Near Zero Waste Food in a Food Desert
Trying to go zero waste in a low income area neighborhood vs. a wealthy neighborhood can result in two very different stories. To read a guide written by someone in downtown posh Manhattan that only sees zero waste through their own lens could prove to be a little disappointing for someone living in a low income area. I often hear that going zero waste is only something that wealthy people can do. For the most part I disagree with this statement however there is some truth in it. In certain ways going zero waste is much easier for people who live in wealthier neighborhoods that have more options. For example many low income areas don’t have easy access to a grocery store with a bulk refill section and thus have to buy more packaged foods. This one variable alone makes it much more difficult to zero waste grocery shop.
Absolute zero waste is something that most of us are unlikely to attain but that doesn’t stop any of us from drastically reducing our trash. The average American makes 4.5 pounds of trash per day and whether in a low income or ultra wealthy community we can all drop that down to less than 1 pound per day through dedication and education. This guide is designed to help people who live in lower income areas to drastically reduce the trash they create from food. It is particularly geared for people who want to eat healthy, eat on a very small budget, and reduce their trash greatly.
This summer I lived in Bankhead, Atlanta for a month while trying to eat healthy on $4/day. That’s the amount that the average American gets on food stamps. I found that it was nearly impossible to have zero waste but in 30 days this is all the trash both my girlfriend and I created from food. Cheryl is holding the trash and I’m holding the recyclables.
I didn’t shop at any health food stores or farmers markets. This is near zero waste shopping at Walmart and big chain grocery stores like that. To me this is a great example to show how we can all reduce the amount of trash we create whether we live in a low income neighborhood that might be a food desert or in a neighborhood with an abundance of health food stores and farmers markets. Zero waste has become a very sexy term and something that thousands and thousands of people are striving for. But getting to the point of zero waste starts with small changes made in our daily habits. Here are 20 tips to help you reduce your trash no matter where you live!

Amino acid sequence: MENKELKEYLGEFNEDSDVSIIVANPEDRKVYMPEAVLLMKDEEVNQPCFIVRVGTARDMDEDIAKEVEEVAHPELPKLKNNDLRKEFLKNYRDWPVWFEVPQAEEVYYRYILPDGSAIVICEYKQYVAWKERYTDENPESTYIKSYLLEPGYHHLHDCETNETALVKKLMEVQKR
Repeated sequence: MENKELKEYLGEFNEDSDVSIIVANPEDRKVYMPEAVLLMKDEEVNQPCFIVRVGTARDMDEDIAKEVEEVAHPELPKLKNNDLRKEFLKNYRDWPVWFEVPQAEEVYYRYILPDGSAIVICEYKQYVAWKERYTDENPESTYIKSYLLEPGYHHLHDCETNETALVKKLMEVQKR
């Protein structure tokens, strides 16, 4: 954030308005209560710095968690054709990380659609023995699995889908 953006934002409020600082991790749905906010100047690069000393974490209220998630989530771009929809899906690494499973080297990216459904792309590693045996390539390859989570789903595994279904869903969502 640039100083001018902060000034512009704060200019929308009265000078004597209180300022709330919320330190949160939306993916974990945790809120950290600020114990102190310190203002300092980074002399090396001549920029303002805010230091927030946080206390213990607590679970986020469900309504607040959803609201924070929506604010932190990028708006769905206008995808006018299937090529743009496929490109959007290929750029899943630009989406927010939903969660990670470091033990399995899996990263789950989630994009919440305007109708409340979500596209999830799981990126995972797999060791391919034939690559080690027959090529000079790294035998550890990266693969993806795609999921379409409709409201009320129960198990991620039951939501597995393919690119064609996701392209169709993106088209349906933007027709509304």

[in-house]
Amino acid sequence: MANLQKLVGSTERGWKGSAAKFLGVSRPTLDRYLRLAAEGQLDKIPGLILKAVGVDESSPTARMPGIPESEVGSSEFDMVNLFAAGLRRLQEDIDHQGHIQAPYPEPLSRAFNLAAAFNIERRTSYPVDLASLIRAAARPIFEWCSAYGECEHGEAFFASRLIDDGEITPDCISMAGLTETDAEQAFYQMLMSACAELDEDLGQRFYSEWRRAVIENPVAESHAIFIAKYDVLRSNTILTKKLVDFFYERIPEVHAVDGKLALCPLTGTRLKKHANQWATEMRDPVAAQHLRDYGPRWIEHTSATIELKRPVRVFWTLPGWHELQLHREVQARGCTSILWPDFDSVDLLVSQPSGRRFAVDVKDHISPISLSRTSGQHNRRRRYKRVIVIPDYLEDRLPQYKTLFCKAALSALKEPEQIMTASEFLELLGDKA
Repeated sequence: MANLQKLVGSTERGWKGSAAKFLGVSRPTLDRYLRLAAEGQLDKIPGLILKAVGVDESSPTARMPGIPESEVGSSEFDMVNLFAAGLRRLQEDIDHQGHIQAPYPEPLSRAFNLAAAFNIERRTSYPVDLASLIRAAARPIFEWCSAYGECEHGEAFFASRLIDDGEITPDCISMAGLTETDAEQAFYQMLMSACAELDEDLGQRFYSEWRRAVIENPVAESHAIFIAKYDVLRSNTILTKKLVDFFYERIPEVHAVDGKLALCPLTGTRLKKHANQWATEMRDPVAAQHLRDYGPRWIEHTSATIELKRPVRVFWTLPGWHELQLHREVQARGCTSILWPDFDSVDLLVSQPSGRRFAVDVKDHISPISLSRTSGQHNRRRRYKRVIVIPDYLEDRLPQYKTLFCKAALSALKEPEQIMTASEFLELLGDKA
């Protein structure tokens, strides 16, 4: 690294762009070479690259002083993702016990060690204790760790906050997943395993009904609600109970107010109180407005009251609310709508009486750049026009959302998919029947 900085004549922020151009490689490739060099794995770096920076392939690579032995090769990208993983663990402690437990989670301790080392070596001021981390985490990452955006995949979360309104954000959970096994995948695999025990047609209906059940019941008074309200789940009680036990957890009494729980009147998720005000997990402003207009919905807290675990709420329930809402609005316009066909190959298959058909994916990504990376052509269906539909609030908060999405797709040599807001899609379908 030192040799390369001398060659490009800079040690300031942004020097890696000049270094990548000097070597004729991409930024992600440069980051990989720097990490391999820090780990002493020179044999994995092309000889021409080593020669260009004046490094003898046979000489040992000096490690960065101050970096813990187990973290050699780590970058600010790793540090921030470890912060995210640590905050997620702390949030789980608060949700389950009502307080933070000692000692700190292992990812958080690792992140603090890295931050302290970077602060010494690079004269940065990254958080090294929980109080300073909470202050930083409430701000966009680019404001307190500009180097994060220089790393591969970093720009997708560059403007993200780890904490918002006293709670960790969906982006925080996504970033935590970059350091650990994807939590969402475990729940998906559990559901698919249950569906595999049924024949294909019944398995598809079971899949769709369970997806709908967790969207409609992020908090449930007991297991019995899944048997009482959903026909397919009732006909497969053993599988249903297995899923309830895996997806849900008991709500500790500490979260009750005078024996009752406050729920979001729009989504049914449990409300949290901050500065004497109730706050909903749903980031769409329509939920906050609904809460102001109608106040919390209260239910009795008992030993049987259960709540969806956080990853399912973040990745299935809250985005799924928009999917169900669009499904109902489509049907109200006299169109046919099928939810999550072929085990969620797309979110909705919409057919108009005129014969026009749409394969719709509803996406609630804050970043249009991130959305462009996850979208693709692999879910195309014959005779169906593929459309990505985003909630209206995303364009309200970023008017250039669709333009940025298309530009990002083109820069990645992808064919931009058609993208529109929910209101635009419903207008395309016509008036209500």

- Ditch bottled water and get a reusable water bottle instead. If the tap water in your city is not pure get a purifier. I recommend a Berkey filter. According to The Story of Bottled Water
bottled water is 2,000 times more expensive than tap water. That’s like paying $10,000 for a sandwich.
- Buy unprocessed food that has the least packaging. A simple example of this would be buying apples instead of apple sauce or potatoes rather than potato chips. Another would be buying brown rice and beans rather than more processed and packaged foods like Hamburger Helper or Macaroni. Typically simple unprocessed foods have a lot less packaging but also create many more meals than the processed foods do.
- Buy unpackaged food when it works. In most scenarios bulk, unpackaged food is cheaper than the packaged options because you’re not paying for all the packaging and marketing. This does not always apply though. For example I have seen many times that a bag of apples is less expensive per pound than single unpackaged apples. For someone shopping on a very small budget and struggling to make sure they get enough fruits and veggies it really makes sense to purchase the bagged apples even though it will make some trash. This is an example of where it makes sense to create a little trash. This rarely, if ever, applies to processed and packaged foods though if you are trying to eat healthy. A bag of apples or a bag of rice can sometimes be cheaper than unpackaged in bulk but rarely, if ever, will processed items like frozen pizzas.
- Buy food in bulk. In many areas there is not access to a store with an actual bulk food section. This blog has photos of a bulk food section if you are unsure of what they are. Basically it’s a section within a store that has often hundreds of different unpackaged foods that you can purchase. They have bags that you can fill or ideally you bring your own containers and fill them up. By bringing your own containers all of this food can be completely zero waste. Bulk sections include grains, nuts, seeds, pasta, herbs, spices, and much more. If you don’t have access to a store with a bulk section then you can buy your foods in larger quantities to reduce packaging. For example a five pound bag of rice will have less packaging than five-one pound bags. Another example would be choosing the single bag of raisins with many servings rather than individual serving boxes of raisins.
- Cook at home as much as possible. It’s much easier to know what you are actually eating and avoid creating trash when you cook for yourself rather than going out to eat. If you do eat out, especially avoid fast food restaurants and any restaurant that creates a lot of trash.